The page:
rural broadcasters recognized by colleagues
Don Neagle of WRUS Radio in Russellville
and Jim Freeland of WCBL AM-FM in Benton received
the Kentucky Mike award for outstanding personal contributions to
Kentucky broadcasting at the fall 2005 conference of the Kentucky
Broadcasters Association. Both are great examples of good small-town
broadcasters (Freeland said "I have lived the dream"),
but Neagle is an old friend of Al Cross, director of the Institute
for Rural Journalism and Community Issues, so this report
focuses on Neagle.
Francis Nash of Grayson, the recognized historian of Kentucky broadcasting,
introduced Neagle as "a very historic radio figure." He
said, "Don Neagle . . . has become a true household name in
Western Kentucky, and I think Don certainly epitomizes what a small-town
broadcaster is supposed to be, wearing every hat you can think of
– announcer, salesman, news reporter, sports commentator and
manager, and I’m sure probably swept a few floors, too. Folks
in Logan County have been waking up to his smooth delivery, his
sharp insights and his jovial manner for half of a century. His
‘Feedback’ show has served as a platform for local,
regional and national figures. He’s earned the respect of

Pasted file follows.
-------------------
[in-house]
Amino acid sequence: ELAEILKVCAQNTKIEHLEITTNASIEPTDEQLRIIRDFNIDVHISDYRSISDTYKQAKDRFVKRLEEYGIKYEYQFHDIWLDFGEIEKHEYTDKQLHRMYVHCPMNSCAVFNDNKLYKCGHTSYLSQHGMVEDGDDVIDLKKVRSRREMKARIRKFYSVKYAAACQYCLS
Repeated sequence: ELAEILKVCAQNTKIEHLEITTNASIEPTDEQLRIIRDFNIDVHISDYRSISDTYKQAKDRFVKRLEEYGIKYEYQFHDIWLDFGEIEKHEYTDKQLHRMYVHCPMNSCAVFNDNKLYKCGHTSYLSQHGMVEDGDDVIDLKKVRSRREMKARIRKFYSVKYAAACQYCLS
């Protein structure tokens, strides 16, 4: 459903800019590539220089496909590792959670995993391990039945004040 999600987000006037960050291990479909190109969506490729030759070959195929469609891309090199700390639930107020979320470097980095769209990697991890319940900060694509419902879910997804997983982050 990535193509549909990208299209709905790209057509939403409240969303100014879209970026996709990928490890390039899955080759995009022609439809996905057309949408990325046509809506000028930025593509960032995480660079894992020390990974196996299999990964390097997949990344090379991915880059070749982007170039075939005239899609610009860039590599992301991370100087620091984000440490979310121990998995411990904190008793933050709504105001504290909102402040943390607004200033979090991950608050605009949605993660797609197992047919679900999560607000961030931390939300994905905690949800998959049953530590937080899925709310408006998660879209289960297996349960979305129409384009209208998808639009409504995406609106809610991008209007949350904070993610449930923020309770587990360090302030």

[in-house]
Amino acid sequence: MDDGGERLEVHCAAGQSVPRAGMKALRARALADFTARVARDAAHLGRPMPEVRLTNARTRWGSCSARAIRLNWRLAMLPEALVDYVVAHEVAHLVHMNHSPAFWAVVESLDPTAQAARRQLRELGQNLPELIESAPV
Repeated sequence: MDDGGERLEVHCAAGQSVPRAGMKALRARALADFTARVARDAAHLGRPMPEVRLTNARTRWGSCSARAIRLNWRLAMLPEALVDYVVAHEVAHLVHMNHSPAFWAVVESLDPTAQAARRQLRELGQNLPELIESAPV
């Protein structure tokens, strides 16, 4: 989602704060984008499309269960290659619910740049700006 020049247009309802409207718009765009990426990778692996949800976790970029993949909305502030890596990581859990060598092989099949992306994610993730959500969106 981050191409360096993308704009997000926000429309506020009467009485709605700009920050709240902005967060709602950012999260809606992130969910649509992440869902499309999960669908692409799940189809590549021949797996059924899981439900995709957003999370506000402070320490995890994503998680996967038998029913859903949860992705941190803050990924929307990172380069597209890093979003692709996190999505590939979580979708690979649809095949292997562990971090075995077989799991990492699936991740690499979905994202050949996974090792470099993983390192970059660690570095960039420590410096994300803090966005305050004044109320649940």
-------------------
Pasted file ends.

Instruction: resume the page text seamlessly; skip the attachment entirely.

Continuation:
the community there, and that respect has certainly gone beyond
the boundaries of that community and the radio station."
Neagle, said, "This all I ever wanted to do. My mother made
a picture of me at four years old talking into a little headset
on my uncle’s crystal radio, pretending I was on the radio."
Neagle, 68, started broadcasting in 1954 from a remote studio in
his hometown of Greensburg for a Campbellsville station. He moved
from Campbellsville to Harrodsburg to Glasgow to Bowling Green before
going to Russellville in 1958, shortly after the arrival there of
print journalist Al Smith, whom Neagle said "taught me something
about integrity in reporting news." Cross, who worked from
1975 to 1977 at the newspaper Smith owned Russellville, writes:
"Don Neagle is a shining example of the essential role that
small-town journalists must play in their communities -- trusted
reporters, valued commentators, active citizens, community builders
and conveners of civil, public discourse."
Other award winners were: Nash, the Al Temple Award for service
to KBA; Greg Stotlemyer of WTVQ-TV, Lexington,
Kentucky Farm Bureau Communications Award; J.B.
Crawley of Campbellsville and Roger Jeffers of Hopkinsville, J.T.
Whitlock Life Member Award for retiring broadcasters; and Jack Crowner
Service Radio Network, Ralph Gabbard Distinguished
Service Award. Crowner, who retired in January from Clear
Channel in Louisville, is a familiar name in farm circles;
he was president of the National Association of Farm Broadcasters
in 1970, its Farm Broadcaster of the Year in 1990 and inducted into
its Hall of Fame in 2004. Stotlemyer, who won the Farm Bureau award
for coverage of big changes in tobacco, told the crowd he "thought
tobacco was cabbage" when he moved to Kentucky years ago, but
"I really enjoyed telling the stories of the farmers around
the state, because they are the backbone of the state."